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As-indicated versus routine vision screening of preterm children: a 17-year retrospective regional study

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Vis graf over relationer

PURPOSE: To investigate outcomes of routine vision screening compared to as-indicated ophthalmological investigation of all children born preterm in a Danish region from 1997 to 2014.

METHODS: All children born preterm (gestation age < 32 weeks or birthweight < 1500 g) screened for retinopathy of prematurity (ROP) were divided into two groups. From 1997 to 2009, only children treated for ROP or referred for visual problems received ophthalmological investigation (as-indicated group). From 2010 to 2014, all ROP-screened infants were offered ophthalmological investigation at 6 months and 3 years of age (screening group).

RESULTS: A total of 560 children were included in the as-indicated period, 41 and 87 were referred for ophthalmological investigation at 6 months and 3 years, respectively. In the screening period, 295 children were included, 251 and 150 of whom underwent vision evaluation at 6 months and 3 years, respectively. Mean visual acuity was 4.1 cycles per degree with Teller acuity cards at 6 months and 0.78 decimal at 3 years. At 3 years, 2.7%(n = 11) in the as-indicated versus 3.5%(n = 10) screening group had visual acuity < 6/18 (p = 0.24). Cerebral palsy (n = 28) and epilepsy (n = 5) were significantly related to vision impairment (p = 0.001/0.006), while treated ROP was not (n = 13). Refractive error was common at 3 years (61%), especially astigmatism (50%). Gestational age, birthweight and ROP were not associated with vision impairment or refractive error.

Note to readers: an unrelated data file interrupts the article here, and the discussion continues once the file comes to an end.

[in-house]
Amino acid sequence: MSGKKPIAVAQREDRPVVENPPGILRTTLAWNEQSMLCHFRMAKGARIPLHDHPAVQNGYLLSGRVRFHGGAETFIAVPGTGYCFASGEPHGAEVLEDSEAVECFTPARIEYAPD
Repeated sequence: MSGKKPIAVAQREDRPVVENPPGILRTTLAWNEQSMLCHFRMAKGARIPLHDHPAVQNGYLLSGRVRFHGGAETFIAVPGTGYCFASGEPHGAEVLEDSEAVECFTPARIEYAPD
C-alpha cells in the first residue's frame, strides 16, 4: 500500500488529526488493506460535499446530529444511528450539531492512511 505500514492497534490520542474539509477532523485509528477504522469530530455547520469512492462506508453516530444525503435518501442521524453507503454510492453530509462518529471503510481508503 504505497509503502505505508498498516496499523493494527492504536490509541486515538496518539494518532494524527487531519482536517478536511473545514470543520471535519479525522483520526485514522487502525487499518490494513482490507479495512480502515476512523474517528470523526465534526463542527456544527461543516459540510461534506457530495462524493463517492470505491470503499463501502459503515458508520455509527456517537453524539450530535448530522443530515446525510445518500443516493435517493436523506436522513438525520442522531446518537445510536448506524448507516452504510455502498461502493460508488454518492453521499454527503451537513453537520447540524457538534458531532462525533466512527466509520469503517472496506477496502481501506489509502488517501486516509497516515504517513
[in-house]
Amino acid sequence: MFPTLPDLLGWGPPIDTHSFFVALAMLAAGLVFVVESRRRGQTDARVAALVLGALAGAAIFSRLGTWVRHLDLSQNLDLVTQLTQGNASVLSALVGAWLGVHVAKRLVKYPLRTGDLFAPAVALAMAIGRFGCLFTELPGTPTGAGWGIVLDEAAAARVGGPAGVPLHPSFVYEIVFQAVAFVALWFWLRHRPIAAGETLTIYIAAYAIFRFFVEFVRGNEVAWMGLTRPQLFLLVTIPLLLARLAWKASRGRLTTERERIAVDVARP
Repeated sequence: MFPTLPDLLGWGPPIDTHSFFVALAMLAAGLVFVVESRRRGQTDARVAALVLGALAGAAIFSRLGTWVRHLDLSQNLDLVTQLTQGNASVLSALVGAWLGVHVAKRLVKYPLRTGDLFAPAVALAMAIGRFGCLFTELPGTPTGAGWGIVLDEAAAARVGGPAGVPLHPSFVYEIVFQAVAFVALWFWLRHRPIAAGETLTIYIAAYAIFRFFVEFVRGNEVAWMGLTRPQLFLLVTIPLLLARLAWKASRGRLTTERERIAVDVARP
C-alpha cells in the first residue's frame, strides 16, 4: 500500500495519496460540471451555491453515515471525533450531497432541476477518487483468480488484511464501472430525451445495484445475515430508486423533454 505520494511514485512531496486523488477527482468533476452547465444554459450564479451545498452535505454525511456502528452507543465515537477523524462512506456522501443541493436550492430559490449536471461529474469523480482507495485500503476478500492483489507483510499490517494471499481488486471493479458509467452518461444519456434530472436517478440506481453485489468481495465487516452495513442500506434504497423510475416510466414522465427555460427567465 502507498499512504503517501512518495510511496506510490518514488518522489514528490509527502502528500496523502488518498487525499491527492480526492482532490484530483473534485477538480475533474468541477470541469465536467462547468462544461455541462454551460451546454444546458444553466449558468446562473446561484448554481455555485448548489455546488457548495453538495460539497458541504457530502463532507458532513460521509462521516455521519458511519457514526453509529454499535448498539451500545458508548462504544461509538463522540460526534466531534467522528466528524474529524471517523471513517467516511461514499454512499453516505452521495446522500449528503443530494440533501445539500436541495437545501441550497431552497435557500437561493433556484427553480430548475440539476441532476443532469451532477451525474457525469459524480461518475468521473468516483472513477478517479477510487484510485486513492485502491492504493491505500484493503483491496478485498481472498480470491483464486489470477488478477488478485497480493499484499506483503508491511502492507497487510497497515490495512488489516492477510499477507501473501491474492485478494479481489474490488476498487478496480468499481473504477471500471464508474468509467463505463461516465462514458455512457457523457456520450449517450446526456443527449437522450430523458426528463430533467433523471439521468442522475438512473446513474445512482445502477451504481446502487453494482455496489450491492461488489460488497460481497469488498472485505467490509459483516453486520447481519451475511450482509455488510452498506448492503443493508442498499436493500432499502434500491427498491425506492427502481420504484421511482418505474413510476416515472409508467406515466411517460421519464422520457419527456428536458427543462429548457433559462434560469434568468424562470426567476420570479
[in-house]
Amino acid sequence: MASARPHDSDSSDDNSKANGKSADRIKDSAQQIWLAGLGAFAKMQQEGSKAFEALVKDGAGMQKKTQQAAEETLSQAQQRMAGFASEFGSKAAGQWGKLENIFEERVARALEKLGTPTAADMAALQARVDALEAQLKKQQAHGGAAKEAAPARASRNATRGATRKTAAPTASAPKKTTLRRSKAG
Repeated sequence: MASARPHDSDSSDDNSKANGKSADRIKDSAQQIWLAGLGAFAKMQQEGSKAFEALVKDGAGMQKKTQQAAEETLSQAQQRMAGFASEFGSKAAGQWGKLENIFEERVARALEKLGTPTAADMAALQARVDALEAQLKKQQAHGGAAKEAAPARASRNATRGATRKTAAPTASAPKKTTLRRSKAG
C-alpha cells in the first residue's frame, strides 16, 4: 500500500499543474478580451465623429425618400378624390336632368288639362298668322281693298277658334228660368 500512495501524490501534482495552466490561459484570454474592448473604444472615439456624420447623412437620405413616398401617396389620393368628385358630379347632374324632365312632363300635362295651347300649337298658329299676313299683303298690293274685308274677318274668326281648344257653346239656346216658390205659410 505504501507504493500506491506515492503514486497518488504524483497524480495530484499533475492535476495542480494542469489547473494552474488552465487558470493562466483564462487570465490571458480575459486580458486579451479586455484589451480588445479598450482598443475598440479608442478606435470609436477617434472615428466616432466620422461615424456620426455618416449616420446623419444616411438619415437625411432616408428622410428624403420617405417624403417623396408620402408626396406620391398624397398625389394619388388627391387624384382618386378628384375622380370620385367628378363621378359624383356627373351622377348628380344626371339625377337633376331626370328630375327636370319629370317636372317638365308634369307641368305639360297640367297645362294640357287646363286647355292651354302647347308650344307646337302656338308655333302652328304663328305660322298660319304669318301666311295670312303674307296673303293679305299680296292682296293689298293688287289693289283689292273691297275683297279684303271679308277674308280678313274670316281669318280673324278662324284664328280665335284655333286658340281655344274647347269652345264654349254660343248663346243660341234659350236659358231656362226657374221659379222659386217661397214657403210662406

CONCLUSION: Screening preterm children at 6 months and 3 years did not reveal more visually impaired children compared to examination when indicated.

OriginalsprogEngelsk
TidsskriftActa Ophthalmologica
Vol/bind98
Udgave nummer2
Sider (fra-til)166-171
ISSN1755-375X
DOI
StatusUdgivet - 2020

Bibliografisk note

© 2019 Acta Ophthalmologica Scandinavica Foundation. Published by John Wiley & Sons Ltd.

ID: 59236248